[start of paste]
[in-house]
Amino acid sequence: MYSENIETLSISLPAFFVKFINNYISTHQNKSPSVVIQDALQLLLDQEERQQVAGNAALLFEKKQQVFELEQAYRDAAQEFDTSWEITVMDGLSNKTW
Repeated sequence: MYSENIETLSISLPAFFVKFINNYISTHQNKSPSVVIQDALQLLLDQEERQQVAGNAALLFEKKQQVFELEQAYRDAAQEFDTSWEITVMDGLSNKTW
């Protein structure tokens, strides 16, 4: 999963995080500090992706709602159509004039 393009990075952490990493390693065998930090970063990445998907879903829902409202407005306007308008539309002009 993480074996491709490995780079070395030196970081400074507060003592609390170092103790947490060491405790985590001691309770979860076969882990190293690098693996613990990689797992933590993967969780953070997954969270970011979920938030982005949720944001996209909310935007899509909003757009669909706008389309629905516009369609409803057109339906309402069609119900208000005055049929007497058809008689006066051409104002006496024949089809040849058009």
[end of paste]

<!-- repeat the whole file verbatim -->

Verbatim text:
[in-house]
Amino acid sequence: MYSENIETLSISLPAFFVKFINNYISTHQNKSPSVVIQDALQLLLDQEERQQVAGNAALLFEKKQQVFELEQAYRDAAQEFDTSWEITVMDGLSNKTW
Repeated sequence: MYSENIETLSISLPAFFVKFINNYISTHQNKSPSVVIQDALQLLLDQEERQQVAGNAALLFEKKQQVFELEQAYRDAAQEFDTSWEITVMDGLSNKTW
């Protein structure tokens, strides 16, 4: 999963995080500090992706709602159509004039 393009990075952490990493390693065998930090970063990445998907879903829902409202407005306007308008539309002009 993480074996491709490995780079070395030196970081400074507060003592609390170092103790947490060491405790985590001691309770979860076969882990190293690098693996613990990689797992933590993967969780953070997954969270970011979920938030982005949720944001996209909310935007899509909003757009669909706008389309629905516009369609409803057109339906309402069609119900208000005055049929007497058809008689006066051409104002006496024949089809040849058009």